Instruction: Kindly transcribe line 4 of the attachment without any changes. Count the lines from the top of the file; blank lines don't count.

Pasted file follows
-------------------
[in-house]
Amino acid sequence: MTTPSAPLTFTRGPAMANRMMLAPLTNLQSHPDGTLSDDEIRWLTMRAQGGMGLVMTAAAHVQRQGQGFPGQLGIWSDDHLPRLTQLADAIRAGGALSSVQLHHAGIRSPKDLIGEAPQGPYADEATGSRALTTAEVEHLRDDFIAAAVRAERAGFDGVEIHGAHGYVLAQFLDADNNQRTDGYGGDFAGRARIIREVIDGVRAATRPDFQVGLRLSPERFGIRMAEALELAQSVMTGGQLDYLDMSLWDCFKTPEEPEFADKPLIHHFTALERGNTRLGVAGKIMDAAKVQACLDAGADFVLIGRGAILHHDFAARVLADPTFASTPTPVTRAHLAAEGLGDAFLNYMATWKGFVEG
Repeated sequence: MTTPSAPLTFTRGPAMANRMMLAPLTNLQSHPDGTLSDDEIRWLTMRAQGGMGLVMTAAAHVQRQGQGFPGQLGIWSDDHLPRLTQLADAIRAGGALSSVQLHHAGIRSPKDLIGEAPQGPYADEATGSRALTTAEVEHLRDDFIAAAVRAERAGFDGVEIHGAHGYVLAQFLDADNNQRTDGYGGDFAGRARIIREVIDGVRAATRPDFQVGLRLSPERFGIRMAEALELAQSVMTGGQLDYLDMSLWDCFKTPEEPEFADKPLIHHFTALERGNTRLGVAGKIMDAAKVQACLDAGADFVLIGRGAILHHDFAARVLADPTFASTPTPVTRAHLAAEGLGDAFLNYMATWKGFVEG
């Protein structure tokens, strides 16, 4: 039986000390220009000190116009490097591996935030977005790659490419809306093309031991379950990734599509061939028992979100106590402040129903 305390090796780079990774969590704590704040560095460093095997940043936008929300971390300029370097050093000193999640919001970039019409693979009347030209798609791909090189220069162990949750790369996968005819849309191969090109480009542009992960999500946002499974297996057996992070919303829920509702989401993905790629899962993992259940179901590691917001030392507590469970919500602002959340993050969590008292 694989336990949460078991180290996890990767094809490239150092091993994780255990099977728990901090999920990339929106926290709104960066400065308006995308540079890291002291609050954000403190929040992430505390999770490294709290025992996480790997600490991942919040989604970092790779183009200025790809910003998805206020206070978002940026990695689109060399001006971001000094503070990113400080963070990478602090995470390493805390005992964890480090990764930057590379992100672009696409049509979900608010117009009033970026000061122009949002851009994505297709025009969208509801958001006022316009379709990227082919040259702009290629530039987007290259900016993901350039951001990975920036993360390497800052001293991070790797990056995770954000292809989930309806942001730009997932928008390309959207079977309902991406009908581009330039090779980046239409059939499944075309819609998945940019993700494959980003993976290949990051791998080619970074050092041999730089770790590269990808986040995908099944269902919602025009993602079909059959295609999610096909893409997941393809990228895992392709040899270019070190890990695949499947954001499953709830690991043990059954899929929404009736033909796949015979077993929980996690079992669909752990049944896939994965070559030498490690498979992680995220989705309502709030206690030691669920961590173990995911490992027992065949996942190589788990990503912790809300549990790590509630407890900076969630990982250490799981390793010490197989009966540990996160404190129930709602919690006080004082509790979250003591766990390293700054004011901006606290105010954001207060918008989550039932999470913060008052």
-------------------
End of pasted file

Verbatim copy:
């Protein structure tokens, strides 16, 4: 039986000390220009000190116009490097591996935030977005790659490419809306093309031991379950990734599509061939028992979100106590402040129903 305390090796780079990774969590704590704040560095460093095997940043936008929300971390300029370097050093000193999640919001970039019409693979009347030209798609791909090189220069162990949750790369996968005819849309191969090109480009542009992960999500946002499974297996057996992070919303829920509702989401993905790629899962993992259940179901590691917001030392507590469970919500602002959340993050969590008292 694989336990949460078991180290996890990767094809490239150092091993994780255990099977728990901090999920990339929106926290709104960066400065308006995308540079890291002291609050954000403190929040992430505390999770490294709290025992996480790997600490991942919040989604970092790779183009200025790809910003998805206020206070978002940026990695689109060399001006971001000094503070990113400080963070990478602090995470390493805390005992964890480090990764930057590379992100672009696409049509979900608010117009009033970026000061122009949002851009994505297709025009969208509801958001006022316009379709990227082919040259702009290629530039987007290259900016993901350039951001990975920036993360390497800052001293991070790797990056995770954000292809989930309806942001730009997932928008390309959207079977309902991406009908581009330039090779980046239409059939499944075309819609998945940019993700494959980003993976290949990051791998080619970074050092041999730089770790590269990808986040995908099944269902919602025009993602079909059959295609999610096909893409997941393809990228895992392709040899270019070190890990695949499947954001499953709830690991043990059954899929929404009736033909796949015979077993929980996690079992669909752990049944896939994965070559030498490690498979992680995220989705309502709030206690030691669920961590173990995911490992027992065949996942190589788990990503912790809300549990790590509630407890900076969630990982250490799981390793010490197989009966540990996160404190129930709602919690006080004082509790979250003591766990390293700054004011901006606290105010954001207060918008989550039932999470913060008052």